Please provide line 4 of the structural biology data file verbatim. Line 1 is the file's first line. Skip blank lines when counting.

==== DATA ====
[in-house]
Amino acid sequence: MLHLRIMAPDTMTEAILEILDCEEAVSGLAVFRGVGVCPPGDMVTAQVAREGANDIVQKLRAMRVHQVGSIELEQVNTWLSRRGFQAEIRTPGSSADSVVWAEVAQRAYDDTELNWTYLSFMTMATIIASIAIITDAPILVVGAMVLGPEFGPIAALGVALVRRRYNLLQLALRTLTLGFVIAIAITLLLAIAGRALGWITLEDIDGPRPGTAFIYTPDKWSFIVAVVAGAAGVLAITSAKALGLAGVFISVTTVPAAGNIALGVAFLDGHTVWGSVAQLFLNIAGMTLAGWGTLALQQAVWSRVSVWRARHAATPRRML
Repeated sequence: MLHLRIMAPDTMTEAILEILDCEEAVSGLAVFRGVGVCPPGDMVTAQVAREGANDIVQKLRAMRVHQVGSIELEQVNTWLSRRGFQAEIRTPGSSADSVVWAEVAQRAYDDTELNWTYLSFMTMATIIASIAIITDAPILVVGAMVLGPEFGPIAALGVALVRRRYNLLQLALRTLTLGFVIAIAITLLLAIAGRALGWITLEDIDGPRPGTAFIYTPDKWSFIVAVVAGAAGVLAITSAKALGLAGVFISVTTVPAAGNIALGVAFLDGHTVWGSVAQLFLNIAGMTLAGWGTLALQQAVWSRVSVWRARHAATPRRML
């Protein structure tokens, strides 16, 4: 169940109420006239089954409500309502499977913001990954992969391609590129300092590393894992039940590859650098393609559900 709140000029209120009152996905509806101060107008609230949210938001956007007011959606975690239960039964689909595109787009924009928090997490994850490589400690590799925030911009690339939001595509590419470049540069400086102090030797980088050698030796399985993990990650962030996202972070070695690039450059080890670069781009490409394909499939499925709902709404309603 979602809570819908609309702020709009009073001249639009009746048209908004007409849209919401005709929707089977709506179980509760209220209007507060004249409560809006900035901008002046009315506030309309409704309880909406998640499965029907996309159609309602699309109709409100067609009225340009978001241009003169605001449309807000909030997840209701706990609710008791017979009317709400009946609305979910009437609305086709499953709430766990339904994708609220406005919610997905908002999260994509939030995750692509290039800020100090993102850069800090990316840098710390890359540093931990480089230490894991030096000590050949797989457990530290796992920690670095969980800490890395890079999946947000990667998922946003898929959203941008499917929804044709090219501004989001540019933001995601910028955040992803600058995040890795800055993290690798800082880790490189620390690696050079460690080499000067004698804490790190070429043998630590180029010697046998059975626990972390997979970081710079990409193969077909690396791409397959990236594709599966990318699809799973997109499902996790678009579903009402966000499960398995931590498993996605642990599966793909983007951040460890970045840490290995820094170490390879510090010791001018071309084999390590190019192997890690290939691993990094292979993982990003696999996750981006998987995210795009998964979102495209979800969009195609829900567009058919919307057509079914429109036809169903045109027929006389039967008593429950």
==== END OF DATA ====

């Protein structure tokens, strides 16, 4: 169940109420006239089954409500309502499977913001990954992969391609590129300092590393894992039940590859650098393609559900 709140000029209120009152996905509806101060107008609230949210938001956007007011959606975690239960039964689909595109787009924009928090997490994850490589400690590799925030911009690339939001595509590419470049540069400086102090030797980088050698030796399985993990990650962030996202972070070695690039450059080890670069781009490409394909499939499925709902709404309603 979602809570819908609309702020709009009073001249639009009746048209908004007409849209919401005709929707089977709506179980509760209220209007507060004249409560809006900035901008002046009315506030309309409704309880909406998640499965029907996309159609309602699309109709409100067609009225340009978001241009003169605001449309807000909030997840209701706990609710008791017979009317709400009946609305979910009437609305086709499953709430766990339904994708609220406005919610997905908002999260994509939030995750692509290039800020100090993102850069800090990316840098710390890359540093931990480089230490894991030096000590050949797989457990530290796992920690670095969980800490890395890079999946947000990667998922946003898929959203941008499917929804044709090219501004989001540019933001995601910028955040992803600058995040890795800055993290690798800082880790490189620390690696050079460690080499000067004698804490790190070429043998630590180029010697046998059975626990972390997979970081710079990409193969077909690396791409397959990236594709599966990318699809799973997109499902996790678009579903009402966000499960398995931590498993996605642990599966793909983007951040460890970045840490290995820094170490390879510090010791001018071309084999390590190019192997890690290939691993990094292979993982990003696999996750981006998987995210795009998964979102495209979800969009195609829900567009058919919307057509079914429109036809169903045109027929006389039967008593429950």